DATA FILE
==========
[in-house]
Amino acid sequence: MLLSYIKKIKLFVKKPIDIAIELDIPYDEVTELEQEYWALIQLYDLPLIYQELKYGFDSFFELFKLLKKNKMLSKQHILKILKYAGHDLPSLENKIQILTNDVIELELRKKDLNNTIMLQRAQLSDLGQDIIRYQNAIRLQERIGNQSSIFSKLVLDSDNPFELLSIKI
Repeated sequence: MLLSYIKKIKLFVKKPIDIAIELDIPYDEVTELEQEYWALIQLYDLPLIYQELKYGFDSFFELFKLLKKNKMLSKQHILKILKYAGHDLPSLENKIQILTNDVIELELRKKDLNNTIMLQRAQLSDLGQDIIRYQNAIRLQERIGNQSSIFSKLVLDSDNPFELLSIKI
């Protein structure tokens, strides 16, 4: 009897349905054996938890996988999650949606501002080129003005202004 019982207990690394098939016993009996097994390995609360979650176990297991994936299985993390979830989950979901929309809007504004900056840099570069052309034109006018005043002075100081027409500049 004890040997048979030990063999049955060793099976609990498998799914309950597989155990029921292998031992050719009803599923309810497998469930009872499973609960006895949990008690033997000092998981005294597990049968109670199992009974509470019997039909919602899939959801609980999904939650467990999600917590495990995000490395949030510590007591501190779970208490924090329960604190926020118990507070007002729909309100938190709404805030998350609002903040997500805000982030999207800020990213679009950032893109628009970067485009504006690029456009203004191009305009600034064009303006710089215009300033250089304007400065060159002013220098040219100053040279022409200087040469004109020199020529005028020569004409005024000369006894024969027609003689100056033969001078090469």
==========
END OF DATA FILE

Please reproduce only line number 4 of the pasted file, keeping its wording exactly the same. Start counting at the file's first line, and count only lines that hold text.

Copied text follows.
């Protein structure tokens, strides 16, 4: 009897349905054996938890996988999650949606501002080129003005202004 019982207990690394098939016993009996097994390995609360979650176990297991994936299985993390979830989950979901929309809007504004900056840099570069052309034109006018005043002075100081027409500049 004890040997048979030990063999049955060793099976609990498998799914309950597989155990029921292998031992050719009803599923309810497998469930009872499973609960006895949990008690033997000092998981005294597990049968109670199992009974509470019997039909919602899939959801609980999904939650467990999600917590495990995000490395949030510590007591501190779970208490924090329960604190926020118990507070007002729909309100938190709404805030998350609002903040997500805000982030999207800020990213679009950032893109628009970067485009504006690029456009203004191009305009600034064009303006710089215009300033250089304007400065060159002013220098040219100053040279022409200087040469004109020199020529005028020569004409005024000369006894024969027609003689100056033969001078090469």